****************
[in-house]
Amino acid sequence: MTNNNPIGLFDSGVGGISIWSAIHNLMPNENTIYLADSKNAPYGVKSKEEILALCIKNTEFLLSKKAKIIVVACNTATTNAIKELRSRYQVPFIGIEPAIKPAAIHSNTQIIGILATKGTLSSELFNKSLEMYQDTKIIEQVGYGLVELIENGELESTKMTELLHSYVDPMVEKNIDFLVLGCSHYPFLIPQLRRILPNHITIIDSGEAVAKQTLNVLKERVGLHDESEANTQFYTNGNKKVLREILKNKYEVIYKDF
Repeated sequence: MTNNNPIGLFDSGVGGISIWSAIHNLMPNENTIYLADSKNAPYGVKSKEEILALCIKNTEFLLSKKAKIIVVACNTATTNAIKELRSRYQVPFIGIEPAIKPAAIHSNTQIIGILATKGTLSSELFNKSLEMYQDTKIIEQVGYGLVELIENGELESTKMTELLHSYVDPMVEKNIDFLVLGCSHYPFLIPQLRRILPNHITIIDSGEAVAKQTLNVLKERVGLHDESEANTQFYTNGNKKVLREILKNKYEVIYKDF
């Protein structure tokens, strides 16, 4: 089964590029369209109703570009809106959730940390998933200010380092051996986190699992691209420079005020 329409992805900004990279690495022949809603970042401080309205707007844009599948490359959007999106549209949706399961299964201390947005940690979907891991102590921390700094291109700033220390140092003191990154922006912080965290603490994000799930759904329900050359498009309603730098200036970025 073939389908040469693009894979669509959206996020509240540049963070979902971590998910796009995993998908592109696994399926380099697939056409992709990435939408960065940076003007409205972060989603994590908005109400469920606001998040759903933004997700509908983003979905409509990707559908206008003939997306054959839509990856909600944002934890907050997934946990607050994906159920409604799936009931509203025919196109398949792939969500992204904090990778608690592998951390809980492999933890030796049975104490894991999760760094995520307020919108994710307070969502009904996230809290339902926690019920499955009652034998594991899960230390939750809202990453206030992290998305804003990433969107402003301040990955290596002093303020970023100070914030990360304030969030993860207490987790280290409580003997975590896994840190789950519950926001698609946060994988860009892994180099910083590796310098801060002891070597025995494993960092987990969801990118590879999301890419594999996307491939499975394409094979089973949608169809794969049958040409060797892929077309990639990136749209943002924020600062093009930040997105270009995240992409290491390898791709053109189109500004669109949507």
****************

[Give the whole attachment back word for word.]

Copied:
[in-house]
Amino acid sequence: MTNNNPIGLFDSGVGGISIWSAIHNLMPNENTIYLADSKNAPYGVKSKEEILALCIKNTEFLLSKKAKIIVVACNTATTNAIKELRSRYQVPFIGIEPAIKPAAIHSNTQIIGILATKGTLSSELFNKSLEMYQDTKIIEQVGYGLVELIENGELESTKMTELLHSYVDPMVEKNIDFLVLGCSHYPFLIPQLRRILPNHITIIDSGEAVAKQTLNVLKERVGLHDESEANTQFYTNGNKKVLREILKNKYEVIYKDF
Repeated sequence: MTNNNPIGLFDSGVGGISIWSAIHNLMPNENTIYLADSKNAPYGVKSKEEILALCIKNTEFLLSKKAKIIVVACNTATTNAIKELRSRYQVPFIGIEPAIKPAAIHSNTQIIGILATKGTLSSELFNKSLEMYQDTKIIEQVGYGLVELIENGELESTKMTELLHSYVDPMVEKNIDFLVLGCSHYPFLIPQLRRILPNHITIIDSGEAVAKQTLNVLKERVGLHDESEANTQFYTNGNKKVLREILKNKYEVIYKDF
């Protein structure tokens, strides 16, 4: 089964590029369209109703570009809106959730940390998933200010380092051996986190699992691209420079005020 329409992805900004990279690495022949809603970042401080309205707007844009599948490359959007999106549209949706399961299964201390947005940690979907891991102590921390700094291109700033220390140092003191990154922006912080965290603490994000799930759904329900050359498009309603730098200036970025 073939389908040469693009894979669509959206996020509240540049963070979902971590998910796009995993998908592109696994399926380099697939056409992709990435939408960065940076003007409205972060989603994590908005109400469920606001998040759903933004997700509908983003979905409509990707559908206008003939997306054959839509990856909600944002934890907050997934946990607050994906159920409604799936009931509203025919196109398949792939969500992204904090990778608690592998951390809980492999933890030796049975104490894991999760760094995520307020919108994710307070969502009904996230809290339902926690019920499955009652034998594991899960230390939750809202990453206030992290998305804003990433969107402003301040990955290596002093303020970023100070914030990360304030969030993860207490987790280290409580003997975590896994840190789950519950926001698609946060994988860009892994180099910083590796310098801060002891070597025995494993960092987990969801990118590879999301890419594999996307491939499975394409094979089973949608169809794969049958040409060797892929077309990639990136749209943002924020600062093009930040997105270009995240992409290491390898791709053109189109500004669109949507």